A former military strongman in Suriname was on Monday sentenced to 20 years in prison for his leading role in a late December 1982 mass murder of 15 government opponents but the judging panel appeared to move to deliberately ease political tensions in society by failing to order his arrest and detention until a formal appeal is filed as is widely expected.

Desi Bouterse, 75, who a year ago lost his bid for a third successive term as Suriname’s elected president, told the court he was sick and would not attend the hearing that had confirmed his role in the December 1982 mass murders of the 15. He and his military government, which two years earlier had kicked out the elected government in a military coup, had accused the 15 of plotting with The Netherlands to invade the country to overturn military rule. The group that had included four journalists, clergymen, academics and labor leaders were executed by firing squad at a Dutch colonial era fort, causing bedlam in society and the hemisphere. The bodies of some of the victims bore torture marks.

Court President Cynthia Valstein Montnor said the panel had concluded that there was a legal and evidential case for mass murders and sided with prosecutors who had demanded that the leader of the now opposition National Democratic Party (NDP) be sentenced to 20 years in prison.

But as was widely expected, the judges held their hands by not ordering police to arrest Bouterse and take him to jail until his appeal is heard, apparently well aware that it could have sparked some form of civil unrest.

Last week, authorities had ordered police and the military, for which Bouterse had served as a sergeant before staging the coup and as its head after, to be on national alert for any signs of trouble as the verdict was read. NDP leaders had also asked supporters to take a day of rest on Monday as they feared that the party could have been blamed for unrest staged by other groups. The hearing was brief. Irvin Kanhai, Bouterse’s longtime lawyer was also absent but has repeatedly said his side would appeal any conviction and sentence. The appeal must be lodged in 14 days.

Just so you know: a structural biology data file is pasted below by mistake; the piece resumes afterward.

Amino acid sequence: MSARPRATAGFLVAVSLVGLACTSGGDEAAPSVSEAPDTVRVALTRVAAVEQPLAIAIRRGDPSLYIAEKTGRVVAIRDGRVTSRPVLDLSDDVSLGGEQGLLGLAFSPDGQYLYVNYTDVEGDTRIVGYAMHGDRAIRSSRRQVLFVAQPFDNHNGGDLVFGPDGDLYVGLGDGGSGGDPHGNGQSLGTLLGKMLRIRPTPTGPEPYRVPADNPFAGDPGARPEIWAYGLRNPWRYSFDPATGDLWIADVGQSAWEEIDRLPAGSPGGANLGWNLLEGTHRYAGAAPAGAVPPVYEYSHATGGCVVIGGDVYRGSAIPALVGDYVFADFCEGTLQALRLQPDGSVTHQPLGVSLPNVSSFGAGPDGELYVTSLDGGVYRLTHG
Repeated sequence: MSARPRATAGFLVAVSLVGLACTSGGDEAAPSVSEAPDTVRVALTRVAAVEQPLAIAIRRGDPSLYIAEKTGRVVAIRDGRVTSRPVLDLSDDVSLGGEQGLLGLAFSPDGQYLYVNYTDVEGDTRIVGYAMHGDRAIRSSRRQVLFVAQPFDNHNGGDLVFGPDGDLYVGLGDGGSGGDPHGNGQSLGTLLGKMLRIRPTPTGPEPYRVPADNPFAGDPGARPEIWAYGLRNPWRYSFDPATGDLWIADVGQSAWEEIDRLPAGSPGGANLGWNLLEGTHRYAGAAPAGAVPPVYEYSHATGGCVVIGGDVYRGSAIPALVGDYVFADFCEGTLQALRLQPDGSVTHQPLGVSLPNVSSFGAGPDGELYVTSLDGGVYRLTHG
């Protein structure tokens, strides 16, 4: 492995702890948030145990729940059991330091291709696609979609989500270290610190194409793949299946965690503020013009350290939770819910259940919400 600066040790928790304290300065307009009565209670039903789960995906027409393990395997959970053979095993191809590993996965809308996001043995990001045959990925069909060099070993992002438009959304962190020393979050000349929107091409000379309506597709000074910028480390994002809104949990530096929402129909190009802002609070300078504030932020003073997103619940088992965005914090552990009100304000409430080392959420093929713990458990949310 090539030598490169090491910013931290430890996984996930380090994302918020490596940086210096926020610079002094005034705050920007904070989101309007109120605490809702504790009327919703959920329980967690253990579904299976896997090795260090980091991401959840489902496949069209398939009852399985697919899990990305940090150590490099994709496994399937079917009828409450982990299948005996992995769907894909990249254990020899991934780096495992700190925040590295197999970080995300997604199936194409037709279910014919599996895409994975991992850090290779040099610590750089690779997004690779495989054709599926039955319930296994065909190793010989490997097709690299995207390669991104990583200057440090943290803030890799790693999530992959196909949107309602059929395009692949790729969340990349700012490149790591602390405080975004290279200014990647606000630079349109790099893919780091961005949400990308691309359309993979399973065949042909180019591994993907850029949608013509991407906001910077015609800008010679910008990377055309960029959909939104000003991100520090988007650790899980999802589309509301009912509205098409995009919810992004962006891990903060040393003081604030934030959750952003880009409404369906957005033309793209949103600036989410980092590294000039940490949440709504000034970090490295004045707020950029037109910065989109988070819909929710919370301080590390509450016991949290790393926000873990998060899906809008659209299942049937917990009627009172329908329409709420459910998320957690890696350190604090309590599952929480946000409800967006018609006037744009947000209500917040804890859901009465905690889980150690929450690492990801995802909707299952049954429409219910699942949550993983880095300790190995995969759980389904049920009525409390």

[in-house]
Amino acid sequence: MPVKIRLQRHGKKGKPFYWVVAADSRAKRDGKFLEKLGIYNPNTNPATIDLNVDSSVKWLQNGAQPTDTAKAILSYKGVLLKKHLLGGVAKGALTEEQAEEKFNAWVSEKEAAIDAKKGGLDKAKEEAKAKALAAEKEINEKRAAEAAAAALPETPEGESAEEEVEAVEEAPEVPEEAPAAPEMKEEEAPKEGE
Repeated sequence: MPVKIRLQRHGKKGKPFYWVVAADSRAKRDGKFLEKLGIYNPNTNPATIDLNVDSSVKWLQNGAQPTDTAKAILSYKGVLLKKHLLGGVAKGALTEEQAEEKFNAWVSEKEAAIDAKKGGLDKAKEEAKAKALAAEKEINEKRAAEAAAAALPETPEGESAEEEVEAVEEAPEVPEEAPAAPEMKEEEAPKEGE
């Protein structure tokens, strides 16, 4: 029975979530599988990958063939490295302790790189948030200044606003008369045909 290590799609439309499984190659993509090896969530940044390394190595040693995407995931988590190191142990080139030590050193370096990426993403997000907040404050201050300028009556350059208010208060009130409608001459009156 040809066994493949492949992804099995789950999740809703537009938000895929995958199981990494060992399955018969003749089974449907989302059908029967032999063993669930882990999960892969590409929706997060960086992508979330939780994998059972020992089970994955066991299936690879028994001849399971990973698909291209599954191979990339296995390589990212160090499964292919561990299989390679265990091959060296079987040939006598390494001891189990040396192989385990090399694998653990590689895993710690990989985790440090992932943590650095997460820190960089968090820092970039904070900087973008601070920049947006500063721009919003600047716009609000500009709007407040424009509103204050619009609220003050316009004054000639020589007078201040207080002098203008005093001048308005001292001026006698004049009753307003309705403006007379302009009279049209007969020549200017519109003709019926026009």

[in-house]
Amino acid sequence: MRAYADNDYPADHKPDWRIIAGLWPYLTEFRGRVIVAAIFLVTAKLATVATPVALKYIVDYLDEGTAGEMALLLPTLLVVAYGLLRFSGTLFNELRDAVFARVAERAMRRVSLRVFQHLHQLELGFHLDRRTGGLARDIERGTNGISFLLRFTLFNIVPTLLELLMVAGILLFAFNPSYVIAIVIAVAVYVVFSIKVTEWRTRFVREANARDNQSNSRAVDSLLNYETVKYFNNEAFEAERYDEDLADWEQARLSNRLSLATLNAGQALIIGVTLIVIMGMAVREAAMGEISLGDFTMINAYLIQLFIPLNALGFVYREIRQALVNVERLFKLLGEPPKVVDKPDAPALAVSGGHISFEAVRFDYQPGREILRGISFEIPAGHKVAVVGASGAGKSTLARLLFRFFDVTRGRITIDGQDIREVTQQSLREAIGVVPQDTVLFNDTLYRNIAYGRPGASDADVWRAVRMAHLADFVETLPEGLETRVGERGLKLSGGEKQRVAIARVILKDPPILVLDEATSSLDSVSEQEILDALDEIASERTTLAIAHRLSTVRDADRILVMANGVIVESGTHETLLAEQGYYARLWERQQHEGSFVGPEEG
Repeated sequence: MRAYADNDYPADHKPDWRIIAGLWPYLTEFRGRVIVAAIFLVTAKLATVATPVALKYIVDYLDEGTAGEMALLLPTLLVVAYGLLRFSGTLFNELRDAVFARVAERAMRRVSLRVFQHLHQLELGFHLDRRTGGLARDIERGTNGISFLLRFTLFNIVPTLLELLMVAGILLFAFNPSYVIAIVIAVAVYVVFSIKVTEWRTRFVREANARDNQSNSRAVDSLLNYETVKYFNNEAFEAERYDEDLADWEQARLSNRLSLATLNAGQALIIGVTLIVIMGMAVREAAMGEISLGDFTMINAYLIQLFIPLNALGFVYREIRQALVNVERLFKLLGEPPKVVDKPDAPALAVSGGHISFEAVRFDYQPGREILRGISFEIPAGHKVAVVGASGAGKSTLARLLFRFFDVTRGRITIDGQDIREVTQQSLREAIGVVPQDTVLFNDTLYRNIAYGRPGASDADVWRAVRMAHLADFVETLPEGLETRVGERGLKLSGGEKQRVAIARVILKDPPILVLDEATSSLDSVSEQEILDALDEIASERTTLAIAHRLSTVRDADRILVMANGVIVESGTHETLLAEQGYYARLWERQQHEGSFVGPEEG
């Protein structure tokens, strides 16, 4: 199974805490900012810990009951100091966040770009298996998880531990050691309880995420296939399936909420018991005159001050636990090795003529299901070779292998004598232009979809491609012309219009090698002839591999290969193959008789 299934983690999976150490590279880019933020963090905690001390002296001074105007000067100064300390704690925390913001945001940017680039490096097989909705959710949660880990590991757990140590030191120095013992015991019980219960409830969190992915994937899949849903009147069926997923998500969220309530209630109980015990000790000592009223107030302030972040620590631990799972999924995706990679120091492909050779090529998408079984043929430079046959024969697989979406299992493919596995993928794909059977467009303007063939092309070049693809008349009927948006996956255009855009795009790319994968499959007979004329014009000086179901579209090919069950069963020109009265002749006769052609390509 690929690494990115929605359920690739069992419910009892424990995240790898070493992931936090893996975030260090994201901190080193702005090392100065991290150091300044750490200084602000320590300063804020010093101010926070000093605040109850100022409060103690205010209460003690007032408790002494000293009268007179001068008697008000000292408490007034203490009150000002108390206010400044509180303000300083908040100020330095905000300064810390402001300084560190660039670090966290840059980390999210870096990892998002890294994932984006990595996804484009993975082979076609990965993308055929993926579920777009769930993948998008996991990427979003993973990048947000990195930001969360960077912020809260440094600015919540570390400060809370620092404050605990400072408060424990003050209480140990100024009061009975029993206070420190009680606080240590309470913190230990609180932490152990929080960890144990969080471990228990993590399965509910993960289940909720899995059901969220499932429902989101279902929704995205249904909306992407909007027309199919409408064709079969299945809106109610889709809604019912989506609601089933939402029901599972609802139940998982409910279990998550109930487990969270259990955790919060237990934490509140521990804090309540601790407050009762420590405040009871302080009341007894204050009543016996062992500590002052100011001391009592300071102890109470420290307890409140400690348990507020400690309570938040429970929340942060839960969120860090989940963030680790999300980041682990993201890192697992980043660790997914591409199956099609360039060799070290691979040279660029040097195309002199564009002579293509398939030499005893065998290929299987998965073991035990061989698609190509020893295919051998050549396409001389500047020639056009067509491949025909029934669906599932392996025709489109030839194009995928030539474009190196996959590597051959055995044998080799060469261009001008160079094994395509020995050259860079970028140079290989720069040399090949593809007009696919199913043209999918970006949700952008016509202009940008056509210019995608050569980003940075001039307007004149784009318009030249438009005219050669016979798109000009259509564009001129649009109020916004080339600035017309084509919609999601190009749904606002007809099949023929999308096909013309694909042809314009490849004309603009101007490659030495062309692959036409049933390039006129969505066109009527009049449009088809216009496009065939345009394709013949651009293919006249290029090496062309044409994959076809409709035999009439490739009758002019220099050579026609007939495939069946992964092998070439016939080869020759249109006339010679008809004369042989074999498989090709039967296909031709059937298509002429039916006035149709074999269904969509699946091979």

The trial has been ongoing for about 20 years, while various groups of surviving relatives and friends have been keeping up the pressure on authorities to ensure that Bouterse and several of his ex-military and civilian accomplices were hauled before the court to answer. The ex-strongman has persistently said that he accepts full collective responsibility for the murders but was not guilty of ordering them individually as he was not around at the time.

Some of his own supporters say they now hope that Bouterse’s age and confirmed ill health would work in his favor, especially if the hearings are spread out over the next few years.

Hugo Essed, who represented surviving relatives, told reporters that “the handling of the case in opposition has now been closed. Nevertheless, the court martial has ruled that there is every reason to confirm the judgment in absentia, pronounced on November 29, 2019.”

Bouterse’s NDP party dropped 10 seats to 16 in general elections held last year and remains the largest of the opposition parties. The coalition administration of President Chan Santokhi has been under severe pressure in the past year as the currency has declined significantly, food and other prices have skyrocketed, and the International Monetary Fund is putting its usual fiscal and monetary squeeze on authorities to implement tough austerity measures to arrest the country’s economic decline. The NDP is banking on some form of rebirth from the economic and other troubles the administration is facing.